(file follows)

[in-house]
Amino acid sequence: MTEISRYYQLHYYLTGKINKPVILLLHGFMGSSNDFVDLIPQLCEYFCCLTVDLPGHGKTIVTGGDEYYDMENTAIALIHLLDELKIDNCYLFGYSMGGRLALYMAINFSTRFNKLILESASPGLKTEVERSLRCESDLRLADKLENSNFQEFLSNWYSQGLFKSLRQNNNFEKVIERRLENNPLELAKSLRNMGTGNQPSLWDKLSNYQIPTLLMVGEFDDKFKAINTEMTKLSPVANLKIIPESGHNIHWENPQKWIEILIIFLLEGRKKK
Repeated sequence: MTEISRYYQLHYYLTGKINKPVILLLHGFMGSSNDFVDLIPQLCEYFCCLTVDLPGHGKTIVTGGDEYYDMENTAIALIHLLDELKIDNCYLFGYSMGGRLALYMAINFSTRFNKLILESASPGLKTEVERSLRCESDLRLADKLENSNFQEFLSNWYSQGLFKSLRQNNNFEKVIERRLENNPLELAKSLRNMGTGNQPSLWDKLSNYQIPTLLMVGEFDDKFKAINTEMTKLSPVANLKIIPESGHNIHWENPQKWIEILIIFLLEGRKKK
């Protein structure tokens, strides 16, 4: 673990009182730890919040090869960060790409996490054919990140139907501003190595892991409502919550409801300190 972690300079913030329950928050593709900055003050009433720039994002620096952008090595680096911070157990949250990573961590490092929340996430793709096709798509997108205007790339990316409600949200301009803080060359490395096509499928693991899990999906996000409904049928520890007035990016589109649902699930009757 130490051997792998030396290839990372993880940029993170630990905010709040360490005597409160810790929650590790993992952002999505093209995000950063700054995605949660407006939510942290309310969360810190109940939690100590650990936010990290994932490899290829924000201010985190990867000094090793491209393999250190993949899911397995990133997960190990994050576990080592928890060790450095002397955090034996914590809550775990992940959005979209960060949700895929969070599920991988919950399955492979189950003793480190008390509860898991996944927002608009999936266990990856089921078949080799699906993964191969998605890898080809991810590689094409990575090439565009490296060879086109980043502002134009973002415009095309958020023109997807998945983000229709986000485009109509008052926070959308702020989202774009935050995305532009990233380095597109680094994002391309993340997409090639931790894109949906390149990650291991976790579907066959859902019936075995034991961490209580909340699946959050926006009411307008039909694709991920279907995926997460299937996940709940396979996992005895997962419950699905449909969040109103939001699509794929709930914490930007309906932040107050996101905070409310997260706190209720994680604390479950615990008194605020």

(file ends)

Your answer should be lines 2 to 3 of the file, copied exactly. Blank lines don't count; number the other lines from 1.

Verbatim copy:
Amino acid sequence: MTEISRYYQLHYYLTGKINKPVILLLHGFMGSSNDFVDLIPQLCEYFCCLTVDLPGHGKTIVTGGDEYYDMENTAIALIHLLDELKIDNCYLFGYSMGGRLALYMAINFSTRFNKLILESASPGLKTEVERSLRCESDLRLADKLENSNFQEFLSNWYSQGLFKSLRQNNNFEKVIERRLENNPLELAKSLRNMGTGNQPSLWDKLSNYQIPTLLMVGEFDDKFKAINTEMTKLSPVANLKIIPESGHNIHWENPQKWIEILIIFLLEGRKKK
Repeated sequence: MTEISRYYQLHYYLTGKINKPVILLLHGFMGSSNDFVDLIPQLCEYFCCLTVDLPGHGKTIVTGGDEYYDMENTAIALIHLLDELKIDNCYLFGYSMGGRLALYMAINFSTRFNKLILESASPGLKTEVERSLRCESDLRLADKLENSNFQEFLSNWYSQGLFKSLRQNNNFEKVIERRLENNPLELAKSLRNMGTGNQPSLWDKLSNYQIPTLLMVGEFDDKFKAINTEMTKLSPVANLKIIPESGHNIHWENPQKWIEILIIFLLEGRKKK